Lil Herb, 'Welcome To Fazoland'

Lil Herb, ‘Welcome To Fazoland’

Chicago rapper Lil Herb and his frequent collaborator Lil Bibby are teenagers with mannish voices in the drill tradition of Chief Keef — but they follow more traditional standards of lyricism than most of their Chiraq peers. For example: "We was bangin', slangin' all the white/But we ain't Oberweis." Welcome To Fazoland, Herb's first project with mixtape legend Don Cannon, dials up the production values with steel spaceship beats that suit his rapidfire delivery better than a constant raining of hi-hats. On the emotional standouts "Fight Or Flight" and "Mama I'm Sorry," Herb shouts out his mother and apologizes for youthful mistakes A.S.

DJ Mustard, '10 Summers'

DJ Mustard, ’10 Summers’

L.A. producer DJ Mustard has been producing hit after hit all year with tracks that wobble in the hard-to-work middle ground between hip-hop, R&B and EDM — and make their point with all the subtlety of a slam-dunk. On 10 Summers his blurping synth squirts get yoked to a whirring G-funk smoothness that recalls classic Dre (see the Eazy-E homage amidst the vintage West Coast peacocking of "Ghetto Tales"). Mustard amasses a ton of starpower, including Rick Ross, YG, Lil Wayne and Big Sean without cluttering up the album's bright, laidback mood. J.D.

Migos, 'Rich Nigga Timeline'

Migos, ‘Rich Nigga Timeline’

In terms of unique lyrical tics — stoner drones, pulse-pounding flow and cadence shifts, dislocating WTF bleats, agitated interwoven glossolalia — these Atlanta artful dodgers are virtuosos. And Rich Nigga Timeline is the crew's most virtuosically fascinating mixtape/album yet. Okay, Quavo, Takeoff and Offset's subject matter is mostly confined to sex, crime and turning up, but if that bugs you, see American pop culture. While a dozen pair of hands contribute to these 19 relentlessly lively tracks, the keyboard frippery of Gucci Mane go-to man Zaytoven (producer behind 2013 Migos hit "Versace") best fits the trio's rococo absurdity (yes, they "mooo" like a cow when advising style-biters "you better mooove"). Faux-churchy closer "Struggle" gets far more reflective than expected. And this year's absurd meme "Migos > the Beatles" is just another example of how these mischievous MCs are maddeningly stirring the pot. C.A.

Freddie Gibbs & Madlib, 'Piñata'

Freddie Gibbs & Madlib, ‘Piñata’

As an unapologetic chronicler of the gangster's life in an age of pop-rap astronauts, Indiana's Freddie Gibbs has often languished in the genre's second tier. On "Deeper," a standout track from what may be his best album, he bemoans sell-outs: "You cut a nigga deep," raps Gibbs with sadness in his voice at how "she" — a reference to Common's '94 classic "I Used to Love H.E.R." — has become soft and complacent. But Gibbs is in good hands with Madlib, who lavishes him with dusty sure-shot loops, including the lush disco of "High," the haunted jazz-rock fusion of "Bomb" and the silky quiet storm of "Broken." The latter finds him alongside Houston legend Scarface as he details life as a drug dealer, rapping, "A young nigga that's been thuggin' since the old days/Promise I've done seen everything except old age/Pray my demons never catch me for my old ways." Gibbs may never scale the Billboard charts, but he's "Thuggin'" anyway because "it feels so right" — and it sounds refreshing too. M.R.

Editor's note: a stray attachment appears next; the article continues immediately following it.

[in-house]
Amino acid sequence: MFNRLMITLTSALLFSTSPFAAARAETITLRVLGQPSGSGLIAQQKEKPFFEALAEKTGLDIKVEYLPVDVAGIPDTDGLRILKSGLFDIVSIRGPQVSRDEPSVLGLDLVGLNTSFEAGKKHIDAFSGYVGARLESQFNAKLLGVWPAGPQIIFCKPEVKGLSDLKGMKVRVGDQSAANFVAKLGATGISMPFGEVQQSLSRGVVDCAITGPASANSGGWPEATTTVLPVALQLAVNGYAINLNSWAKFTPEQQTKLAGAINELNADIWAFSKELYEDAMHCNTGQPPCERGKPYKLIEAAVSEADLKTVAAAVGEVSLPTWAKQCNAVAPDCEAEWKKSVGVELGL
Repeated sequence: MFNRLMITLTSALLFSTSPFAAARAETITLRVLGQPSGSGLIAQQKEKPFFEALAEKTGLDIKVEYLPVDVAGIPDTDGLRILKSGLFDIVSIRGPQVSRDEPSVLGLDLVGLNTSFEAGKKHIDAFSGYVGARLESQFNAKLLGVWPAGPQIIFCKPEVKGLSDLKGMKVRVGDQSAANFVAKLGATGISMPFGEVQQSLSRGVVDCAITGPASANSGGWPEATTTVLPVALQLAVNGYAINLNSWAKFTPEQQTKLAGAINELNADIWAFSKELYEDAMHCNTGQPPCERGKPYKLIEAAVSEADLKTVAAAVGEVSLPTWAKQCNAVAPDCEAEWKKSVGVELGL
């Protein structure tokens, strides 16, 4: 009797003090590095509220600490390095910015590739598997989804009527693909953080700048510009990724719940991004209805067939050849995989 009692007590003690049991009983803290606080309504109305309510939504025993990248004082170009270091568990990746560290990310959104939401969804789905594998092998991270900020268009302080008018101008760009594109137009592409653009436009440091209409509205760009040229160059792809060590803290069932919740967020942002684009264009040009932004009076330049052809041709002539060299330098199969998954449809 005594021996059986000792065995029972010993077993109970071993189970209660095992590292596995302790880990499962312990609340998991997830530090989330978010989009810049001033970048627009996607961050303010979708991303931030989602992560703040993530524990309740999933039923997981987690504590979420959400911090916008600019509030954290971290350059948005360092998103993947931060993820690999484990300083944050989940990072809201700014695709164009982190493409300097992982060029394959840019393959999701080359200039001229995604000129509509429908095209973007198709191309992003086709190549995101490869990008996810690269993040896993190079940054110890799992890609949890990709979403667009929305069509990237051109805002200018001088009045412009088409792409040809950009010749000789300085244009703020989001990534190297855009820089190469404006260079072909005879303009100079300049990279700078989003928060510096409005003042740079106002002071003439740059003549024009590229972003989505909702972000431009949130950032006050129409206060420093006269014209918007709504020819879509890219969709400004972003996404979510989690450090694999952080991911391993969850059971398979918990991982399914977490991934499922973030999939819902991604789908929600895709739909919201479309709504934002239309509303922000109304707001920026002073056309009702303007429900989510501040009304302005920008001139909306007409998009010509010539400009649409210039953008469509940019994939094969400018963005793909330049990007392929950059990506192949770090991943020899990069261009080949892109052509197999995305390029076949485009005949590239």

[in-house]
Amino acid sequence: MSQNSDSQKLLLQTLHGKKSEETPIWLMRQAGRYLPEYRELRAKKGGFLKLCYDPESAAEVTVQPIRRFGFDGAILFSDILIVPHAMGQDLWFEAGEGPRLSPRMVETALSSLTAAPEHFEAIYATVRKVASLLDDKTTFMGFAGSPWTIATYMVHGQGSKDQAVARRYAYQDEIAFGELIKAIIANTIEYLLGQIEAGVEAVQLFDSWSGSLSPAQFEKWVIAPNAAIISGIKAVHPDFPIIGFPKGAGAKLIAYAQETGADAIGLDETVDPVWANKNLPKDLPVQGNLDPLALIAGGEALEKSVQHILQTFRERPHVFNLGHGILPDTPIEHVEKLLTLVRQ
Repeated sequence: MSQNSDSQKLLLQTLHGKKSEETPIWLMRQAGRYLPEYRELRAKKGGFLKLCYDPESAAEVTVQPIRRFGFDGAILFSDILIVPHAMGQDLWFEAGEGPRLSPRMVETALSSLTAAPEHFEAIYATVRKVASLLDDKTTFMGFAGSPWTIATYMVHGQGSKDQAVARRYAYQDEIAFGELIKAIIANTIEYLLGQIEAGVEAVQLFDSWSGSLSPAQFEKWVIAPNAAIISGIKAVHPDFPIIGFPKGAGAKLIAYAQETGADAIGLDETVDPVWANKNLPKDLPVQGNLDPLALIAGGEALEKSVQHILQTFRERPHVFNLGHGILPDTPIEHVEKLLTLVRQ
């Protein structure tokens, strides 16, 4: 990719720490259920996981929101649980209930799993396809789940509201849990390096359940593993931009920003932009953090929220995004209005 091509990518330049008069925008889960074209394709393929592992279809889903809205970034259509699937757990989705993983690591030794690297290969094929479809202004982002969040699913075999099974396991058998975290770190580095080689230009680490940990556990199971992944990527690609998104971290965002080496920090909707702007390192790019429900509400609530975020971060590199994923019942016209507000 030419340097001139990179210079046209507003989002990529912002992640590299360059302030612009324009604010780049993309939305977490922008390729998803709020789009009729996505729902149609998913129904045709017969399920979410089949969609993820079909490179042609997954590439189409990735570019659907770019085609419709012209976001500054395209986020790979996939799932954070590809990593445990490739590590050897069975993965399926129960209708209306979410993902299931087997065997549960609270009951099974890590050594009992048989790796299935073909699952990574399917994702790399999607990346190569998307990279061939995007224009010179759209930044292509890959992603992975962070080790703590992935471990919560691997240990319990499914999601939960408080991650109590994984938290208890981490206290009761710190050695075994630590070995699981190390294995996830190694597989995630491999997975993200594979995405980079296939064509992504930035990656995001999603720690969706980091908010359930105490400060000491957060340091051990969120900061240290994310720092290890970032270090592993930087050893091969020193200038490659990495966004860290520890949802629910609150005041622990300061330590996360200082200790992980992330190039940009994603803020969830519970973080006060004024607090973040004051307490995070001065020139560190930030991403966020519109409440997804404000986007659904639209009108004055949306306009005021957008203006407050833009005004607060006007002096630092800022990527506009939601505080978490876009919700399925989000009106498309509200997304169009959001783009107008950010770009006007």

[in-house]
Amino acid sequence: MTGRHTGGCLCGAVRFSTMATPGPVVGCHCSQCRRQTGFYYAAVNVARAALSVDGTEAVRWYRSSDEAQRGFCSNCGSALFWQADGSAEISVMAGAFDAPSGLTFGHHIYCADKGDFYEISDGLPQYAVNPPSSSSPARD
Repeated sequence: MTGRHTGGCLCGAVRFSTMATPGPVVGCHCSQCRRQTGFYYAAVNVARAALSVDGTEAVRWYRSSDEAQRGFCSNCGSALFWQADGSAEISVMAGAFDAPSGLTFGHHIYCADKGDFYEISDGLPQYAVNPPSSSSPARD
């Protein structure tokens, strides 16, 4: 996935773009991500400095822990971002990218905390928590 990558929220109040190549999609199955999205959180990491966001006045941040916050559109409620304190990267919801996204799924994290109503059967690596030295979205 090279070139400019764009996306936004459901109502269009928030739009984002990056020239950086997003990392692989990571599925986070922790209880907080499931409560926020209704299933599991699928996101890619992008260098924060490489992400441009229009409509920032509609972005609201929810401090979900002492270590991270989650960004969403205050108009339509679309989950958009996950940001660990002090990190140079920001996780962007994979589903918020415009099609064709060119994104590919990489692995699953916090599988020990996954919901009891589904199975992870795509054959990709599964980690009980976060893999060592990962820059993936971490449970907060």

Future, 'Honest'

Future, ‘Honest’

One of the most vital music-makers of the moment returns with his unique ear for garbled pop hooks and infectious sing-rap. On his second proper album, Future's honesty isn't about getting the facts straight or grounding his music in life story told through rap autobiography. There's some of that, of course, but here the Atlanta artist's greatest accomplishment is how thoroughly he can embody each track, giving himself completely over to every beat, concept and syllable. Whether he's moving that dope over a Mike Will deep sea transmission, pledging his devotion through unhinged vocal melodies or undoing that promise in a song that repeats the question "How can I not?" 50-plus times, Future seems to be willing his work — and himself — into new territory. N.M.